3 Ways to Find Free ATMs
Avoid ATM Charges
It’s frustrating to pay ATM fees when all you want to do is get your own money. Not only do you pay fees to the ATM operator, but your bank may add charges as well. Those costs add up throughout the year, and that means you have less to spend on things that matter. So, how do you find free ATMs that help you keep more in your bank account?
Start With Your Bank
The simplest (but sometimes least convenient) solution is to visit your bank when you need to withdraw cash.
Your bank’s ATM should be free for you to use, although customers from other banks will most likely have to pay fees. Whenever possible, plan ahead and withdraw cash that you’ll need for upcoming events while you’re at your bank. You’ll save money, and you’ll save a trip: There’s no need to get cash elsewhere in a few days and pay foreign ATM fees.
Unfortunately, your bank might not have ATMs located where you need them, but there are other ways to pull money out of ATMs for free.
If you can’t use your bank’s ATM, find out if your bank offers ATM fee rebates. Some banks refund any charges that ATM owners add to your withdrawal. Fee reimbursements are a standard feature on popular cash management accounts, and some local banks and credit unions also offer rebates.
CO-OP Network for Credit Union Members
If you belong to a credit union that's part of the CO-OP network, you have access to almost 30,000 free ATMs nationwide. Many of these ATMs are located at credit union branches, but you can also find them at retail outlets like Costco and 7-Eleven. In addition to using free ATMs, credit unions often allow you to walk into a branch and work with a teller through “shared branching.” If your credit union is one of them (and you can find an office of another shared branching member), take advantage of that service.
To learn more, visit . There, you can search for ATMs nearby, as well as get free ATM locator apps.
Your Card’s Network
Most debit cards are part of an ATM network that allows you to make free withdrawals. Whether you bank with a megabank or a small credit union, institutions typically team up with card networks, so using an ATM for free is just a matter of finding ATMs in the right network.
To find out which network your bank uses, just ask. Your bank’s app or website should also point you in the right direction if you use an “ATM Locator” or similar tool. If your bank is no help, take a look at your debit or ATM card: On the back of the card, you should see logos for various card networks (or you might not, depending on your card). Those logos tell you how to search for free ATMs in your area.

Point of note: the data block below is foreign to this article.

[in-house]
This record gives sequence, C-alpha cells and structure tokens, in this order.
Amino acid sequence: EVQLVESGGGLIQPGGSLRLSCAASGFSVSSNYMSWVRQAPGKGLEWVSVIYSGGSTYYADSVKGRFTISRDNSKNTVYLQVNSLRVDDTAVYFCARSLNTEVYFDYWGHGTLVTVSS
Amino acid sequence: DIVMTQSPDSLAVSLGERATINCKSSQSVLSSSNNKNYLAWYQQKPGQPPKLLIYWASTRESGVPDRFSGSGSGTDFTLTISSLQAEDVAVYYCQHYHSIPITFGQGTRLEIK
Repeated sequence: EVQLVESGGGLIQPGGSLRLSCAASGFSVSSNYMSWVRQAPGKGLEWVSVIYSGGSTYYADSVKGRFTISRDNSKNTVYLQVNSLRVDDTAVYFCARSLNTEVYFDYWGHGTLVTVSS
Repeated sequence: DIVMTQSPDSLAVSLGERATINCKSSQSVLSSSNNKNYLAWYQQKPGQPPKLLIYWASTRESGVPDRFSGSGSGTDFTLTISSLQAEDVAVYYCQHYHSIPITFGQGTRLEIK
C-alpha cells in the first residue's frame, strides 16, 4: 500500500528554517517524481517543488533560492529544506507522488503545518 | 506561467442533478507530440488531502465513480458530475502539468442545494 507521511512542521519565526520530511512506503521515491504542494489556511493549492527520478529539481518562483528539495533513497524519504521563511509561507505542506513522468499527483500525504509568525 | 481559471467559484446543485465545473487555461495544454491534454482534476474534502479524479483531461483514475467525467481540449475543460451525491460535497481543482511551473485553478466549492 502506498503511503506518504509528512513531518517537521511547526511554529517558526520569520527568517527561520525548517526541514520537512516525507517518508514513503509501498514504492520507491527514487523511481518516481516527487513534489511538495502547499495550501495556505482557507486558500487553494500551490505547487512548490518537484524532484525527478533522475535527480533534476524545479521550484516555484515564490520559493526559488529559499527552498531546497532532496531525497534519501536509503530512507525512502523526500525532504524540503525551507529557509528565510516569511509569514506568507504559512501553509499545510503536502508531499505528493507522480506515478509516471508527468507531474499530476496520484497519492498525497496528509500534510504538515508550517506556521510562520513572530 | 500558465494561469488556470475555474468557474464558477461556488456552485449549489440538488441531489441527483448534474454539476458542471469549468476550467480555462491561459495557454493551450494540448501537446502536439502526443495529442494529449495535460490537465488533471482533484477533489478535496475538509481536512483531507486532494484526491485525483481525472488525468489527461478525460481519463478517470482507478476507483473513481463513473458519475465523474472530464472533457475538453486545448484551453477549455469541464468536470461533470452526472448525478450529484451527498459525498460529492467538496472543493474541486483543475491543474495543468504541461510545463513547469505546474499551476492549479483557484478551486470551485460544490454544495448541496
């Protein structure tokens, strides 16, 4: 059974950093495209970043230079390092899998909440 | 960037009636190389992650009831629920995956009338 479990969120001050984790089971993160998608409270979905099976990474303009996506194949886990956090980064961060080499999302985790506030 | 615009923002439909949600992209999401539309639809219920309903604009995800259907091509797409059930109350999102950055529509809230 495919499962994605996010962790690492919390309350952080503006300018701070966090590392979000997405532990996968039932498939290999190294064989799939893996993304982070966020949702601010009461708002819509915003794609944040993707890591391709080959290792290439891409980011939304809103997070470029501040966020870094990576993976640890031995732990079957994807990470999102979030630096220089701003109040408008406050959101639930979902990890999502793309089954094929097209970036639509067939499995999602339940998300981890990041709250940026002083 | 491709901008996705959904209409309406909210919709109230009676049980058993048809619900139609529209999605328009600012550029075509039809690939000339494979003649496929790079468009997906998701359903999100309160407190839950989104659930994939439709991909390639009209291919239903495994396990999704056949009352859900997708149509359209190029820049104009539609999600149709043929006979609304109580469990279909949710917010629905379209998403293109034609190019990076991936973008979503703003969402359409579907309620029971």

Several networks are listed below. If one of the names matches the logo on your card, head to their website for more details and to use their ATM search tool. Many of these sites also offer apps that can direct you to the nearest free ATM using GPS. Note that some networks also list stores that allow you to get cash back on purchases (you can always make a small purchase if there’s something you need or if it’ll cost less than a nearby ATM).
Some the major networks include:
Not free? As you use ATM locators, keep in mind that some of them may show ATMs will cost you money. In some cases, the ATM is free (it won’t charge a surcharge), but your bank will charge you for using that “foreign” ATM. To avoid foreign ATM charges, look for banks that allow you to withdraw anywhere, fee-free (some online bank accounts, including Capital One 360, don’t charge foreign ATM fees).
Alternatives to the ATM
If you can’t find a free ATM nearby, there may be other ways to avoid charges, including going completely cashless.
Cash back: You might be able to get cash back from a store when you make a purchase with your debit card and use your PIN. Just be sure not to spend money on things you don’t need. With a little bit of planning, you can stock up on cash you’ll need for the next few days while you stock up on food at the grocery store.
Pay with plastic: You have your debit card handy, so why not use it instead of paying with cash? If you’re with a group, you can even pay for others’ expenses and have them repay you in cash (which saves you a trip to the ATM). Alternatively, friends can pay you with free P2P payment services.
Keep in mind that swiping your card all around town may be riskier than using your card at ATMs—every time you use your card you expose your card information. However, you generally have some protection as a consumer, and bank ATMs can also be compromised. Using a credit card would be safer—just be sure to pay it off every month.